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Neoliberalism at Bedtime



This is a revolutionary period in world history. The collapse of finance capitalism, the bankers’ bailouts across the globe, the continuing bankers’ bonuses, and the intrinsic problems of finance capitalism have, under current `bourgeois’ parliamentarist rule, resulted in ordinary families, workers and communities,`paying for the crisis’. All this, while the national and international capitalist classes and organisations impose austerity capitalism on a reeling public and public educational, social, health and welfare systems. This `austerity capitalism’ has led to an eruption of discontent-against political, economic and financial dictatorship, through the Arab Spring, the indignados in Spain, the Occupy movements throughout the world, and the million strong protests against the 13 Feb 2012 austerity programme enforced by the international capitalist `troika’ (European Central bank, International Monetary Fund, and the European Commission) on the Greek people.

These developments raise questions about the nature of bourgeois capitalist parliamentarist democracy as much as they do about the nature and morality and cruel impacts of capitalist economy — of life under/within capitalism. They also raise questions about social and economic inequality, meritocracy, equality and egalitarianism, and the role of education and of political activism. 

A question that must be asked is how does the socio-economic and political system of a country work in complicity with the corporate media and how does this impact the school system? There is no automatic mechanistic and deterministic relationship between an economic structure, such as the capitalist economic structure and resulting social relationships on the one hand, and society’s social and political structures on the other. But there is a relationship, even if not mechanistic and unproblematic. There is resistance, at various levels, by individuals, by groups, in what is a permanent `culture war’ between the ideas of the ruling capitalist class and their mouthpieces, and resistant, counter-hegemonic individuals and groups, such as students, critical intellectuals, and organizations such as workers’ organizations (though many have been `incorporated’ into the system).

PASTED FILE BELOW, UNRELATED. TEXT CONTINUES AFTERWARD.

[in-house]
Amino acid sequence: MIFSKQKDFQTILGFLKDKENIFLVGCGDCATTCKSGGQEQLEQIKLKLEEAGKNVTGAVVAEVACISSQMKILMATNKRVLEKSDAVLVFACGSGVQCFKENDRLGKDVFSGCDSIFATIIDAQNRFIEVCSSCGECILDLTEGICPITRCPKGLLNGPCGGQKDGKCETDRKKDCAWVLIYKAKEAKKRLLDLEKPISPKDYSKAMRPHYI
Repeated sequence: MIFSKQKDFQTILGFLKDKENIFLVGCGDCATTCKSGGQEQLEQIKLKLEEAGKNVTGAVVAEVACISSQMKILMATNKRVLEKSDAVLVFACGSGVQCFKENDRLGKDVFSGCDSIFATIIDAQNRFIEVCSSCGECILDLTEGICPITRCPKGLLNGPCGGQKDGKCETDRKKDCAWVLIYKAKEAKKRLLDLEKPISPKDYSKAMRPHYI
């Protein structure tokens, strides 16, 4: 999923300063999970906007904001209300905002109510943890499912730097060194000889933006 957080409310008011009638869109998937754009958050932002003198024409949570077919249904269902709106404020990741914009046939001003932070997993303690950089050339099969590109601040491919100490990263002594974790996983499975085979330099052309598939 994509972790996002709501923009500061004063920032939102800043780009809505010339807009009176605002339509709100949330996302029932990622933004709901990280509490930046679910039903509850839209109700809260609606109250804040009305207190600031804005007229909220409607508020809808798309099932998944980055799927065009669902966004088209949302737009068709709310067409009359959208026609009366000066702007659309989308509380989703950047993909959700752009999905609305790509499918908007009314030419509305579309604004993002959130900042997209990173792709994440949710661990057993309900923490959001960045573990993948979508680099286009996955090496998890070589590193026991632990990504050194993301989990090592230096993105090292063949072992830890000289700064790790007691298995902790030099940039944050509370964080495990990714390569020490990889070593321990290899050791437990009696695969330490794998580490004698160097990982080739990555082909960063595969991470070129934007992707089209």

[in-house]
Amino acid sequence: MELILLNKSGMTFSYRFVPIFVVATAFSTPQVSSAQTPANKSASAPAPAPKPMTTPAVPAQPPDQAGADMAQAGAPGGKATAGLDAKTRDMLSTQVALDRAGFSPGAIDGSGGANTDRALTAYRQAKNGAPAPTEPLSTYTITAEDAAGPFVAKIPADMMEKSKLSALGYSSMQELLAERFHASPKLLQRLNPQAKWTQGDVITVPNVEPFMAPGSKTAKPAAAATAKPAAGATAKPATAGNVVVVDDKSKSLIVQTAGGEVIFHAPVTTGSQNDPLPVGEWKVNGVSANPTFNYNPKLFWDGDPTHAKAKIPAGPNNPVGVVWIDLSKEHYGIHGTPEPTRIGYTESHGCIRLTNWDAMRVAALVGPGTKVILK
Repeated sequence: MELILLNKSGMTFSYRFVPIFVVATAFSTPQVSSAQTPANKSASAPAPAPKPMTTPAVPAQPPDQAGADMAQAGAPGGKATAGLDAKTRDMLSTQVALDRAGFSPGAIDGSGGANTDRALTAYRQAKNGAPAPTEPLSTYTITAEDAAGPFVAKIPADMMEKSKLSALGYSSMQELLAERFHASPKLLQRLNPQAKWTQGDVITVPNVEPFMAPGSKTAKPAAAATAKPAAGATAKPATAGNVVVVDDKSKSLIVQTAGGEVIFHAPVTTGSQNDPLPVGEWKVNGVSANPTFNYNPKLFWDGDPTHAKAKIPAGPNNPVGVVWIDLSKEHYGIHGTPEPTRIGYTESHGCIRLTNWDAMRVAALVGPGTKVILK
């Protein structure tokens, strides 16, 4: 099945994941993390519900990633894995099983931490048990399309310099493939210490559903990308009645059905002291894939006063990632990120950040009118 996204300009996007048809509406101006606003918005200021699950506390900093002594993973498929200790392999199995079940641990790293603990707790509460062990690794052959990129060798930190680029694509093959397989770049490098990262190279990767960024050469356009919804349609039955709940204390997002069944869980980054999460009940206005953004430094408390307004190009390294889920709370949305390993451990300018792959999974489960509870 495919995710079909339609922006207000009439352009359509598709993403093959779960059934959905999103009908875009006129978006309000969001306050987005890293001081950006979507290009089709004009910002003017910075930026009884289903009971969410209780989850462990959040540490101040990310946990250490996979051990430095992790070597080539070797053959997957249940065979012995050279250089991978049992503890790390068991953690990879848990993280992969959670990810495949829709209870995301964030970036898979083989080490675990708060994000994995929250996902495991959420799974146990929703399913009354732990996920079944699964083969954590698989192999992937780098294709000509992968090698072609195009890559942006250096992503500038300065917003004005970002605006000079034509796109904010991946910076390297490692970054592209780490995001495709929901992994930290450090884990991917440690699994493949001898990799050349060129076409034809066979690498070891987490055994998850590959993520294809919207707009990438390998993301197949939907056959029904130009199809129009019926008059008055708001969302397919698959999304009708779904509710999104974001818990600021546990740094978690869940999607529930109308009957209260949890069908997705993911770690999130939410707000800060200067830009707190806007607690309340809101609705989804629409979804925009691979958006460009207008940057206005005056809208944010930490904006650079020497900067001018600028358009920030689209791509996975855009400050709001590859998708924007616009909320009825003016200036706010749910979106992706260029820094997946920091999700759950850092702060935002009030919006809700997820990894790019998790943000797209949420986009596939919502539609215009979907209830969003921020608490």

It is fair to say, drawing on Althusser’s (1971) and Gramsci’s (1971) Marxist conceptual framework, that the apparatuses of the state do not brook much dissent for long: if it starts to threaten either the riches of the rich, or the capitalist system itself, which is essentially the same thing, then the state steps in, using either the wagging finger warning of repercussions, the iron fist in a velvet glove, or, ultimately the hammer of tear gas, bullets and prison cells.

Schools and universities, echoing Althusser (1971) are ideological state apparatuses whose purpose, for the capitalist class, is to preach and instill pro-capitalist and anti-socialist beliefs and, as Rikowski (for example, 2001, 2004) argues, to re-produce tiered hierarchicalised and socialized / quiescent labour power for the workplace


The full article can be read at:


Reference as:

Hill, D. (2012) Fighting Neo-liberalism with Education and Activism, Posted at Philosophers for Change, 1st March, online at:

This article first appeared in Philosophers for Change, which can be viewed at:  


‘Human Herbs’ – a new remix and new video by Cold Hands & Quarter Moon:

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Posted here by Glenn Rikowski

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